Oct 10, 2006 (From the CalCars-News archive)
The Detroit Free Press paraphrases Masatami Takimoto, Toyota's executive vice president for research, saying Toyota wanted to be the first mass producer of plug-in hybrids.
CNET news reports on the growth of Toyota relative to other automakers and its immediate interest in ethanol. It reports Yusei Higaki, a project manager in the global external affairs division, saying "We are seriously studying the plug-in, especially for short distance drivers," Higaki said. "It doesn't work for long distance drivers."
Detroit Free Press: Auto news
Toyota outlines its plans to grow profits
October 7, 2006
BY JUSTIN HYDE, FREE PRESS WASHINGTON BUREAU
NEW YORK -- Toyota Motor Corp. outlined to Wall Street analysts on Friday its plans to spur its global profits, saying it was targeting roughly $8.5 billion in cost cuts and considering whether it needed new plants in North America.
The Japanese automaker, which could pass General Motors Corp. as the world's largest automaker as soon as the end of this year, has been spending the past few weeks drawing out its plans to investors around the world.
While GM and Ford Motor Co. struggle to end losses in North America, Toyota expects to boost its profit margins to 10%, among the highest for any automaker in the world.
Mitsuo Kinoshita, Toyota's executive vice president for finance, said the company had cut its parts costs by 30%, or about $8.5 billion at today's exchange rates, since 2000. The new cost-cutting plan has the same goal during a shorter, unspecified time period.
Kinoshita said in this round, rather than simply scrutinize each part for savings, Toyota and its suppliers would review their design systems and find ways to use two parts instead of three, for example.
Toyota has said it expects to sell 8.85 million vehicles worldwide this year, up 9% from last year, and 9.8 million by 2008. Toyota also boosted its profit estimates for the first half of its fiscal year, which began in April, by 32% to about $4.3 billion, in part because of a weaker-than-expected Japanese yen.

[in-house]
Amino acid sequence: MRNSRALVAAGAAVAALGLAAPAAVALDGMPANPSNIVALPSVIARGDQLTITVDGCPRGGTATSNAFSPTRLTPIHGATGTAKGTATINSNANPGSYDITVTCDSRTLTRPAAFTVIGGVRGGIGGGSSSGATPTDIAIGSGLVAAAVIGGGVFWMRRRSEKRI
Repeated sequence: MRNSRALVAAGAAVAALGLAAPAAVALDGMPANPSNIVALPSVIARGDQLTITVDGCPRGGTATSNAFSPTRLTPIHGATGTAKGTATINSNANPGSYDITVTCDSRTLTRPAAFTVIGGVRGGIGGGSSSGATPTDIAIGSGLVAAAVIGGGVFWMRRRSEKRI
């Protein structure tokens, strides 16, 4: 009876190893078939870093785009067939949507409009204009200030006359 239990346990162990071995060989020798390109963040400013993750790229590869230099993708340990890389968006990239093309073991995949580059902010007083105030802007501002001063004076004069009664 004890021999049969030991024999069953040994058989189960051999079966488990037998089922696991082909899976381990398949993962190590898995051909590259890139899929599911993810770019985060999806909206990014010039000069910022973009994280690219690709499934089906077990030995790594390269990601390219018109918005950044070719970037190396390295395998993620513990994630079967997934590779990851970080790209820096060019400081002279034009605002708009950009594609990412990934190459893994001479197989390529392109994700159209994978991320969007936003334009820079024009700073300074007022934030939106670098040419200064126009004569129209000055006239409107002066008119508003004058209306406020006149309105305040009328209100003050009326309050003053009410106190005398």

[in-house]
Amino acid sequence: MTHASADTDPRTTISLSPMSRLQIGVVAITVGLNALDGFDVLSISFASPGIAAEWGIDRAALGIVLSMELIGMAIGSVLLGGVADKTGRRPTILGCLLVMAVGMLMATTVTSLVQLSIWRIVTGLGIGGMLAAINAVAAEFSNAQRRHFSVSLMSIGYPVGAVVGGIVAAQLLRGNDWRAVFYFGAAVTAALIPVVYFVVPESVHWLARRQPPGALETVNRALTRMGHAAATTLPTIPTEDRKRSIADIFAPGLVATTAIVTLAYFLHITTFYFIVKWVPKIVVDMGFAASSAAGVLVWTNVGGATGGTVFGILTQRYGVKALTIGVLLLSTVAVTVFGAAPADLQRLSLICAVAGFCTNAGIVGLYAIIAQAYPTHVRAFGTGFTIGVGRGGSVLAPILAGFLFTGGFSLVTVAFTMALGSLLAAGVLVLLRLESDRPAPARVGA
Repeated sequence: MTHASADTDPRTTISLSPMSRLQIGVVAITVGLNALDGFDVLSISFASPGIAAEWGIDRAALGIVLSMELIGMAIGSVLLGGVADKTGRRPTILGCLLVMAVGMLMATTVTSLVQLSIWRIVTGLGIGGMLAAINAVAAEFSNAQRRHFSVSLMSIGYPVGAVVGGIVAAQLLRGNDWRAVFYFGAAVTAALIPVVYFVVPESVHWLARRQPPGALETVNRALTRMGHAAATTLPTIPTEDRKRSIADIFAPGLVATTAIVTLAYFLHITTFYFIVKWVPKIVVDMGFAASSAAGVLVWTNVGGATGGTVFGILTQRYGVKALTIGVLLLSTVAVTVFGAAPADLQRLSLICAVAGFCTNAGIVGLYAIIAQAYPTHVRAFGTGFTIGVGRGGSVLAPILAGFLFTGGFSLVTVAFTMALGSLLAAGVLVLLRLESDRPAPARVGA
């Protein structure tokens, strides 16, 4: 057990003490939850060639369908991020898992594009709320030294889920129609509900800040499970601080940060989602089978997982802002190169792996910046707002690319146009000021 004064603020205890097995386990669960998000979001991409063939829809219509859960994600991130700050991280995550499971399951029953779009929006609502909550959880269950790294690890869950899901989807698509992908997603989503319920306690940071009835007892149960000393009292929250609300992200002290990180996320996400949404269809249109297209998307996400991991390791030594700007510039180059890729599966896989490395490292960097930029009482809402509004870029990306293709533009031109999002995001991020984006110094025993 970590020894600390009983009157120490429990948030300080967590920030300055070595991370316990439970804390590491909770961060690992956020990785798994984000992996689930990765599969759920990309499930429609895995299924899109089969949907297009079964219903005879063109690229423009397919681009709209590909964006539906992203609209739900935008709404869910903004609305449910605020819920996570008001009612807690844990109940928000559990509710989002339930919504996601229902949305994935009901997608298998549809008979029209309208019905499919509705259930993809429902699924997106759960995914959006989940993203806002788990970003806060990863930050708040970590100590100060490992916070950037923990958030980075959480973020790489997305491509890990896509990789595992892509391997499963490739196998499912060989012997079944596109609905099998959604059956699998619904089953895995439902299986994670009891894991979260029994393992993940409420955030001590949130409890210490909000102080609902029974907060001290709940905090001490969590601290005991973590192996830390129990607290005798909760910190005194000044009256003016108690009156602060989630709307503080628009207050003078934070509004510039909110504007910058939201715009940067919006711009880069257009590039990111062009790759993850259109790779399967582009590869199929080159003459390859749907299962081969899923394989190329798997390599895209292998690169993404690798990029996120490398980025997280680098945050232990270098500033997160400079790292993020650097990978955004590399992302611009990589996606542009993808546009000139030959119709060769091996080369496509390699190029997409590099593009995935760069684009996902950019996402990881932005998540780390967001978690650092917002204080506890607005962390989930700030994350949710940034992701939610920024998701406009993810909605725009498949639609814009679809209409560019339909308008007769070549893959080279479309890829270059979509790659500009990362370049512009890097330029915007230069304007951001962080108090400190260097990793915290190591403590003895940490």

While Toyota executives declined to give too many details of their plans, they touched on several questions on new plants, hybrids and quality.
Although Toyota will add 470,000 units of capacity in North America in the next two years, that's not likely to keep pace with its growing sales.
"The demand here in the North American market remains very strong, and what we should be doing in and after the autumn of 2008 is now under consideration and study," said Masatami Takimoto, Toyota's executive vice president for research.
Takimoto said though Toyota was researching hybrid vehicles that could be recharged by plugging into an electrical outlet, such vehicles wouldn't be feasible for mass production without a breakthrough in battery technology. He also said Toyota was conducting battery research and wanted to be the first mass producer of plug-in hybrids.
Both executives said Toyota would work harder to maintain its quality even as it boosts sales, hiring 8,000 technical employees and making more accurate measurements of a vehicle's quality throughout its assembly.
"We will be able to realize quality, which is one order of magnitude better than in the past," Takimoto said.
Contact JUSTIN HYDE at 202-906-8204 or jhyde@....
Toyota branches out into ethanol
The Prius hybrid is just the start of the Japanese carmaker's efforts
to tap into alternative fuels.
By Michael Kanellos
Staff Writer, CNET News.com
Published: October 10, 2006, 4:00 AM PDT
TOYOTA CITY, Japan--Hybrid cars aren't the only fuel-efficient concept to have grabbed Toyota's interest.